Make this your turn-around point as you head toward Hope.

 

Part 9

Hope

An aerial view of Hope

An aerial view of Hope | Christian Ward

Hope is a picturesque community, set against the backdrop of the Cascade Mountains and fringed by the Fraser River and Kawkawa Lake. This is well worth the stop for home-cooked meals and outdoor adventure.

Pay a visit to the Japanese Friendship Garden in Hope Memorial park and view the 80-plus chainsaw carvings that are scattered throughout downtown as you make your way to grab giant apple fritters at the Rolling Pin Bakery (pre-orders are recommended). And, if you’re a Rambo fan, you can visit the locations featured in the blockbuster film First Blood (including a newly minted statue of Rambo himself). Since you’re still in gold country, try your hand at DIY gold panning down by the river. Speaking of rivers, you can also take a jet boat tour to experience the Fraser’s fury up-close. Pay a visit to check out Hope’s new brewery, Mountainview Brewing Co. (opening September 2020). 

Capture panoramic vistas of the Fraser River from high atop the Hope Lookout Trail. Nearby Coquihalla Provincial Park is a popular stop to visit the Othello Tunnels, which were blasted out of solid cliffs. (Note: this park is temporarily closed.) Silver Lake Provincial Park, located just 12 kilometres southwest of Hope in the Skagit Valley and offers a spectacular mountain setting for outdoor fun. Adrenaline-junkies can also check out the new Syéx̱w Chó:leqw Adventure Park, just 10 minutes south of town in Ruby Creek, which is home to a bike park, hiking trails, a viewing platform, and children’s play park. 

Since Hope is a major junction for road trip travellers, this is the perfect place to take a short detour along Highway 3 to E.C. Manning Provincial Park, which is a 45-minute drive east.

 

 

Part 10

Manning Park

E.C. Manning Provincial Park

E.C. Manning Provincial Park | @veronika_

E.C. Manning Provincial Park is an outdoor playground in heart of the Cascade Mountains where you can enjoy wildlife viewing, hikes, fishing, paddling, and colourful seasonal foliage. During summer, many of the meadows are carpeted with colourful wildflowers, while the fall brings out the vibrant larches (especially on Frosty Mountain). 

The park’s pristine forests are lined with hiking trails for all ability levels. For a moderate pace, explore Lightning Lakes Loop or Rhododendron Flats. You can tackle the challenging Windy Joe Mountain for a steep elevation gain with spectacular alpine views at the summit.  

Opt to stay the night in the park’s campsites or the lodge or cozy cabins at Manning Park Resort. Away from the city lights, this is a great place to practise your dark sky photography.  

From Manning Park, return back along Highway 3 as you make your way toward the Fraser Valley.

Part 11

Chilliwack

Explore living history and traditions of the Stó:lō people

Tours depart from Chilliwack to explore the living history and traditions of the Stó:lō people| Robyn Bessenger / Tourism Chilliwack

After exploring Manning Park, backtrack west along Highway 1 to the south side of the Fraser River and lush valleys of Chilliwack.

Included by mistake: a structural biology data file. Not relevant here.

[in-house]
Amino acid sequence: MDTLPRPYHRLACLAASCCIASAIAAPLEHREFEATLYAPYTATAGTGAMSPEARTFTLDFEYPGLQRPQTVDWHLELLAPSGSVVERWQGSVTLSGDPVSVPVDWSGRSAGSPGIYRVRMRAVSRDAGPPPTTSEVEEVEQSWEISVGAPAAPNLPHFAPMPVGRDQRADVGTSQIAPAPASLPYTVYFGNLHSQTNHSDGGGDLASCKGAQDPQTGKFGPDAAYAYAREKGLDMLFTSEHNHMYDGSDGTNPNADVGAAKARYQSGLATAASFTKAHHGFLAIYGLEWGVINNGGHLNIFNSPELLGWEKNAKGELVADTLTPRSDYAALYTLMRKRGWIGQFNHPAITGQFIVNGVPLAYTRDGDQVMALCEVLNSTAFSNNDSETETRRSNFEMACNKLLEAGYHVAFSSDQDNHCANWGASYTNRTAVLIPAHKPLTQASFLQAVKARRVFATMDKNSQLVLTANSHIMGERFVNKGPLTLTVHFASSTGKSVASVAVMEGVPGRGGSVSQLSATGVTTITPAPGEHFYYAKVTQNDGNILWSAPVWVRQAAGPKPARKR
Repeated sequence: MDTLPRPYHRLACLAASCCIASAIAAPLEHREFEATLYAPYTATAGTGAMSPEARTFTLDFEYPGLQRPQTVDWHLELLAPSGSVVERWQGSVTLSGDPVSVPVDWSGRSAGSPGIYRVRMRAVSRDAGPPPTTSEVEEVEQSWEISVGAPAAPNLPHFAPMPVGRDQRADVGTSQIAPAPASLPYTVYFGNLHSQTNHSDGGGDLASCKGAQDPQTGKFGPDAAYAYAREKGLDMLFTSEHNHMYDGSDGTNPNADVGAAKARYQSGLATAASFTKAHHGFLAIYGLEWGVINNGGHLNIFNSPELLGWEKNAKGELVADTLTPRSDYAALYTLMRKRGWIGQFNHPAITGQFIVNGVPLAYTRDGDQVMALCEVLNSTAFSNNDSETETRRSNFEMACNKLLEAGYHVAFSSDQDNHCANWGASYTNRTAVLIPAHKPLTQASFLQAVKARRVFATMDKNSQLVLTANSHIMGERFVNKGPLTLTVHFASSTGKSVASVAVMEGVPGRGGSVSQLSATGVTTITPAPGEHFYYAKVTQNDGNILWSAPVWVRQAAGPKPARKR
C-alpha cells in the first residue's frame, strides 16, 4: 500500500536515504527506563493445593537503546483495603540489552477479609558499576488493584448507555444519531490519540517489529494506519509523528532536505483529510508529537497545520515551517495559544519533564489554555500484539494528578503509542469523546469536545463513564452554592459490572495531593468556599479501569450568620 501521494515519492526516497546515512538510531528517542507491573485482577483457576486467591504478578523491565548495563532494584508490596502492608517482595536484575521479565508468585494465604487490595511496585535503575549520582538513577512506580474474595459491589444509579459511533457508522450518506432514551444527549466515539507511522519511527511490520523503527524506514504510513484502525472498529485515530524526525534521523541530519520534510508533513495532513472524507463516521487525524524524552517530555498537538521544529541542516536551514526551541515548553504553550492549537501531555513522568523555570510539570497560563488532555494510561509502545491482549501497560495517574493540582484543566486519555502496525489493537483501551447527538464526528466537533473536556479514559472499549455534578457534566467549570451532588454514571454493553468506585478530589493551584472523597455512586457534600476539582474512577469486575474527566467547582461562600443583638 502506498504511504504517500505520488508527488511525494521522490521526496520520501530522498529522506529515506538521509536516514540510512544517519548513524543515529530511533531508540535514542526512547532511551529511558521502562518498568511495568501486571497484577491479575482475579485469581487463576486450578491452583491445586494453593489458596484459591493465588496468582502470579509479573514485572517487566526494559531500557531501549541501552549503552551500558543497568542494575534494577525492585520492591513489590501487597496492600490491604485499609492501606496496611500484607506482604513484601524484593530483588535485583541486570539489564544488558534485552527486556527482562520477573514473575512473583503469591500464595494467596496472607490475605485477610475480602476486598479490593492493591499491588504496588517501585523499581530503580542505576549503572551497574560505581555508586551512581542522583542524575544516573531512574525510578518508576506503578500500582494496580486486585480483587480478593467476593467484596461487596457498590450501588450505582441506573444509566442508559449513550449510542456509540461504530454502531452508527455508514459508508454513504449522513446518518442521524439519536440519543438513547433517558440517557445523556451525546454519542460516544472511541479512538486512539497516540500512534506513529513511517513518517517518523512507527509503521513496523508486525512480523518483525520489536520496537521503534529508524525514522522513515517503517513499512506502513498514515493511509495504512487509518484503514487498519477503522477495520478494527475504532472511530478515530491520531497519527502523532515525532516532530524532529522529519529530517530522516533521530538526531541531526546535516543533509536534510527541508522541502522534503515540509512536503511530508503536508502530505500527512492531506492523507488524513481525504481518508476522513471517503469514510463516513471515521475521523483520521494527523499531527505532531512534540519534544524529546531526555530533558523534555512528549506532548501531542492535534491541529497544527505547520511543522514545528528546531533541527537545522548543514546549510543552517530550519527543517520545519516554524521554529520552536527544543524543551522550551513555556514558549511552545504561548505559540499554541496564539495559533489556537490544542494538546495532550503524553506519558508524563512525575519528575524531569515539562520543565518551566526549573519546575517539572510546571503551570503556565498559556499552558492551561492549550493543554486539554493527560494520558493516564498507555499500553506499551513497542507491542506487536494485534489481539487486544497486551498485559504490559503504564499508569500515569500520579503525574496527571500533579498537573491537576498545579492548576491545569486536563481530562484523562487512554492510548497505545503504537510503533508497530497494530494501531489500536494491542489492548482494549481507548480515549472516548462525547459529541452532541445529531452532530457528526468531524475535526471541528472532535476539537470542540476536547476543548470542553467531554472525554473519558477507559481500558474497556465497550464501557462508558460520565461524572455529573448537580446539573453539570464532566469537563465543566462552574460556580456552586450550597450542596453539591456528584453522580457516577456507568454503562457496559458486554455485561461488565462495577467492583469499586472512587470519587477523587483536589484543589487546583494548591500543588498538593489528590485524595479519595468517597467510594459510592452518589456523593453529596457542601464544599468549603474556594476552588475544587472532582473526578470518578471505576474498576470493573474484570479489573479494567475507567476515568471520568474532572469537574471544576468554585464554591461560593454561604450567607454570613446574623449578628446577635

The abundance of fertile agricultural land is a boon for foodies, who can explore artisan foods, farms, gifts, and goodies along the Chilliwack’s Circle Farm Tour. For the hop-minded, the Fraser Valley Ale Trail boasts at least six breweries between Chilliwack and Abbotsford; Old Yale Brewing Co.’s Sasquatch Stout is an apt choice after your visit to Harrison Hot Springs. 

If you visit in the spring, you’ll wander through a colourful array of tulips, while the summer months bring the Chilliwack Sunflower Festival. Festivals may look a little different this year, so know before you go.

But it’s not all farm and games—there is plenty of adventure to be found in the forests, mountains, and lakes. Head for a swim or paddle in Chilliwack or Cultus lakes, or try your had at rafting with Chilliwack River Rafting. Mount Cheam and Mount Slussey are also popular hikes in the area. 

This is the home of the Stó:lō Nation, whose name means “people of the river” for their deep connection to the Fraser River. Learn more about their history and living culture by taking a guided tour, departing from Chilliwack. 

Once again firmly rooted in the Fraser Valley, continue west to Abbotsford and Fort Langley National Historic Site.

Part 12

Abbotsford, Fort Langley and Return to Vancouver

Heritage building at Fort Langley National Historic Site

Heritage building at Fort Langley National Historic Site | Dannielle Hayes

Abbotsford and Langley offer a dynamic contrast of history, dining, and rural charm. 

With so many hidden gems along the way, you’ll want to journey along the Abbotsford and Langley Circle Farm Tours. Think: breweries, a distillery, a goat farm, and mead in Abbotsford; and berries, an alpaca farm, and cheese in Langley. Oh, and don’t forget the wine—there are plenty of wineries to choose from (if you have a designated driver, of course). 

Step back in time with a visit to Fort Langley National Historic Site, with its quaint streets lined with boutique shops. While you’re in the area, you can fit in a horseback ride or check out the Canadian Museum of Flight. Langley is also home to a staggering array of bakeries, bistros, and eateries with farm-fresh fare on the menu. 

It’s now time to head west on your way back to Vancouver to complete the circle route.

Note: The above road trip was updated specifically for the unique travel circumstances of 2020. Information is accurate at the time of publication; we recommend you contact businesses directly to confirm availability.

 

Travelling this route? Share your experiences with #exploreBC.